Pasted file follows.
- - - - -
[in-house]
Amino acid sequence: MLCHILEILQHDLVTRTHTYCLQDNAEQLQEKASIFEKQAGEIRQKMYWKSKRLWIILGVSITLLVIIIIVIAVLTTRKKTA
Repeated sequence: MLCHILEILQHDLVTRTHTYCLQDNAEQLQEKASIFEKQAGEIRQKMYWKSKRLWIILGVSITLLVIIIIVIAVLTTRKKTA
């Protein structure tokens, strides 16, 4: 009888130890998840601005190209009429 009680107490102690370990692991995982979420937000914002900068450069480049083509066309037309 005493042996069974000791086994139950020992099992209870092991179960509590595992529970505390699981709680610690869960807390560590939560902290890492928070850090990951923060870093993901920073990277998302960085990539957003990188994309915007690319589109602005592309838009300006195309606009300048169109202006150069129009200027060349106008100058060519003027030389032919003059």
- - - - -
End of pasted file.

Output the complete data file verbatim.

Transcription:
[in-house]
Amino acid sequence: MLCHILEILQHDLVTRTHTYCLQDNAEQLQEKASIFEKQAGEIRQKMYWKSKRLWIILGVSITLLVIIIIVIAVLTTRKKTA
Repeated sequence: MLCHILEILQHDLVTRTHTYCLQDNAEQLQEKASIFEKQAGEIRQKMYWKSKRLWIILGVSITLLVIIIIVIAVLTTRKKTA
């Protein structure tokens, strides 16, 4: 009888130890998840601005190209009429 009680107490102690370990692991995982979420937000914002900068450069480049083509066309037309 005493042996069974000791086994139950020992099992209870092991179960509590595992529970505390699981709680610690869960807390560590939560902290890492928070850090990951923060870093993901920073990277998302960085990539957003990188994309915007690319589109602005592309838009300006195309606009300048169109202006150069129009200027060349106008100058060519003027030389032919003059």